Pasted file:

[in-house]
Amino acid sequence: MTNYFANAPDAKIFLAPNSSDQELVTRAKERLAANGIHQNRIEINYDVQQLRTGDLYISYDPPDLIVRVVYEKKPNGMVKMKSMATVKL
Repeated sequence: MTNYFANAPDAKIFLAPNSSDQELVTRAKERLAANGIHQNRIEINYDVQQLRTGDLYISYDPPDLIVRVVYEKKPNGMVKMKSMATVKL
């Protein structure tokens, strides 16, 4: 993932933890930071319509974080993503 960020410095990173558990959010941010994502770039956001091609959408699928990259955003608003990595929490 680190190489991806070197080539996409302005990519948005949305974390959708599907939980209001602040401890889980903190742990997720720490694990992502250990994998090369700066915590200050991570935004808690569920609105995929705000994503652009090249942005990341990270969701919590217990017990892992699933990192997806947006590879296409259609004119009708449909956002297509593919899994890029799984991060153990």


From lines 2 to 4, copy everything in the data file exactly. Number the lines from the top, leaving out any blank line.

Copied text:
Amino acid sequence: MTNYFANAPDAKIFLAPNSSDQELVTRAKERLAANGIHQNRIEINYDVQQLRTGDLYISYDPPDLIVRVVYEKKPNGMVKMKSMATVKL
Repeated sequence: MTNYFANAPDAKIFLAPNSSDQELVTRAKERLAANGIHQNRIEINYDVQQLRTGDLYISYDPPDLIVRVVYEKKPNGMVKMKSMATVKL
């Protein structure tokens, strides 16, 4: 993932933890930071319509974080993503 960020410095990173558990959010941010994502770039956001091609959408699928990259955003608003990595929490 680190190489991806070197080539996409302005990519948005949305974390959708599907939980209001602040401890889980903190742990997720720490694990992502250990994998090369700066915590200050991570935004808690569920609105995929705000994503652009090249942005990341990270969701919590217990017990892992699933990192997806947006590879296409259609004119009708449909956002297509593919899994890029799984991060153990």